Even Mild Stress Can Raise Blood Pressure

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February 20, 2002 | 70,573 views

It's been clear for some time that psychological stress is linkedto high blood pressure, or hypertension, but the reason is unknown.

And until recently, investigations of a stress-hypertension linkhave been conducted in laboratories, using staged activities suchas public speaking and mental arithmetic to "stress out"participants.

Now, in a "real-world" setting, a research team in Italyhas confirmed that mild stress can increase blood pressure and impairthe cardiovascular system's ability to regulate itself.

These changes might contribute, in susceptible individuals, tothe link between psychological stress and increased cardiovascularrisk of hypertension.

The scientists detected the changes using a technique called autonomicassessment, which measures alterations in the autonomic nervoussystem. The autonomic nervous system controls blood pressure, theheart's rhythm and its ability to contract, and other importantbodily functions.

Changes in autonomic function can be detectedby computerized analysis of beat-by-beat cardiovascular variabilityon an electrocardiogram.

They confirmed that students were stressed on exam days, basedon their responses to psychological questionnaires, their salivalevels of the stress hormone cortisol, and their saliva levels ofcytokines, proteins the immune system releases when the body isstressed.

The students' blood pressure and heart rate were markedly higheron the exam day than on the vacation day, the researchers determined.Other autonomic measures, such as heart rate variability, a measureof the heart's ability to handle stress, were also elevated on examday.

For example, he pointed out, beta-blockers and ACE inhibitors inhibitan important component of the autonomic nervous system, called thesympathetic nervous system. Conversely, calcium-channel blockers,a different class of antihypertensive drugs, boost the sympatheticnervous system. Autonomic assessment could make it clear whethera patient's sympathetic nervous system is adequate or needs to beenhanced or suppressed.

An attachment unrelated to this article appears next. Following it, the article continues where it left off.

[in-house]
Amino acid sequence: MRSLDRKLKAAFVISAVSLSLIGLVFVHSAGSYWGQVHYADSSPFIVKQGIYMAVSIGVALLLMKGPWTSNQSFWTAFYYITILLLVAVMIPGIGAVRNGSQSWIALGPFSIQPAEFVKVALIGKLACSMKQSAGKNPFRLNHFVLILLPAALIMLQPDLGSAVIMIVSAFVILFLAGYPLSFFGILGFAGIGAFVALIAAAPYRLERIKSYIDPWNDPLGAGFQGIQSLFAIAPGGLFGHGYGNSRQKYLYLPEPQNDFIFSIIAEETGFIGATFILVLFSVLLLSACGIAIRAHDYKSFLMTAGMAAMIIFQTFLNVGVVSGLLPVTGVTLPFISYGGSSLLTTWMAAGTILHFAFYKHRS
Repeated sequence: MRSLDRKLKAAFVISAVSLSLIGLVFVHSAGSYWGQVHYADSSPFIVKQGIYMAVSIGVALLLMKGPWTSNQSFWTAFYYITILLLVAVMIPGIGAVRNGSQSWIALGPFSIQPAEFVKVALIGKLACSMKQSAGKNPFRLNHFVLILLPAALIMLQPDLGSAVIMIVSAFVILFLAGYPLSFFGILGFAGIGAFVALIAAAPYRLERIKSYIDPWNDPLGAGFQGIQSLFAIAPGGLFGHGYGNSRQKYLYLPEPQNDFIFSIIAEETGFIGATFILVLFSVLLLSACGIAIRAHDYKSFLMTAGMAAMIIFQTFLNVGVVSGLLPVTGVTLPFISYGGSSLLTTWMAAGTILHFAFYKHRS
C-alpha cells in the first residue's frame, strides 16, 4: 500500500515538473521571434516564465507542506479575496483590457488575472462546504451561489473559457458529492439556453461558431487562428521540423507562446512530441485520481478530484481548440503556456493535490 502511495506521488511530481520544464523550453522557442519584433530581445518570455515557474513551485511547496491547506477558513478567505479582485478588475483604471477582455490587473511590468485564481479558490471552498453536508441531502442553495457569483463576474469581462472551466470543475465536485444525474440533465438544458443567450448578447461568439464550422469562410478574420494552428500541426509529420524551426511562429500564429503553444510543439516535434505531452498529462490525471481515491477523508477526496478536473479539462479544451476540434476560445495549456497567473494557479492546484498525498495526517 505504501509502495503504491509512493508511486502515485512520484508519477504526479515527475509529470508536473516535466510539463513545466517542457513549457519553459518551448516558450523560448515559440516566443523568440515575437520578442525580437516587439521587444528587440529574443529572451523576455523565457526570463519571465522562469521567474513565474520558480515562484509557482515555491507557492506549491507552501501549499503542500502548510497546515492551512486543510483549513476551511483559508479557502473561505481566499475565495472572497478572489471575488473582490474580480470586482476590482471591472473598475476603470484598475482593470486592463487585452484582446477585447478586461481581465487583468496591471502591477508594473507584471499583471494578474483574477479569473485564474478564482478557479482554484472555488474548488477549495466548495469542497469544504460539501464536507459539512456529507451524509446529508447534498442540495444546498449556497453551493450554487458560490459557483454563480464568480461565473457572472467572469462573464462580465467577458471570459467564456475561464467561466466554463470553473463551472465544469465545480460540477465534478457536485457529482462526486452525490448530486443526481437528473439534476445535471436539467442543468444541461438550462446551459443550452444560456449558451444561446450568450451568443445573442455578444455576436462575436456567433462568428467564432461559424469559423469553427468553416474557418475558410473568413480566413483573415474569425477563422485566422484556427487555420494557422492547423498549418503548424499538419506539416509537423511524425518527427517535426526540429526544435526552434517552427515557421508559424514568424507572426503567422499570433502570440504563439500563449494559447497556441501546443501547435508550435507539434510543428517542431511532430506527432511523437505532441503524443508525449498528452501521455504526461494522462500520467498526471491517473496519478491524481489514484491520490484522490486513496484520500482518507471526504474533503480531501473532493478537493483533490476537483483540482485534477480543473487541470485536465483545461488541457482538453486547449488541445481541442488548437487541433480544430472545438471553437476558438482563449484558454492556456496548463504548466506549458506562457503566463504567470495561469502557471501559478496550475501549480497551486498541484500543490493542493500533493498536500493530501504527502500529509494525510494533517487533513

Hypertension 2002;139:184-188

It has been previouslyshown that people with heart disease can lower their risk ofsubsequent cardiac events by over 70% if they learn how to managestress.

I am clinically convinced that the vast majority of heart diseaseand cancer is foundationally related to unresolved emotional conflict.The study described above clearly seems to support this notion.

Suppressed emotions, such as anger, fear, and sadness, thatare not fully transformed will severely limit one's ability to copewith the normal stresses of life. It is not so much the stress thatkills us, but our impaired ability to cope with it. Emotional andspiritual transformation are probably the keys to resolving this.

Fortunately, the technology now exists to rapidly and effectivelytransform these emotions. We do it every day in our office withEFT and other bioenergetic tools.

Through extensive research I have found another tool to usein the area of stress management that is a remarkably effectiveand efficient (and very affordable) way to help you achieve innerpeace and significantly reduce stress and anxiety.

The Insight audio CD,which I personally listen to and now recommend to my patients, isan exceptional tool to help you target the daily stresses in yourlife that act as prime contributors to all forms of diseases.

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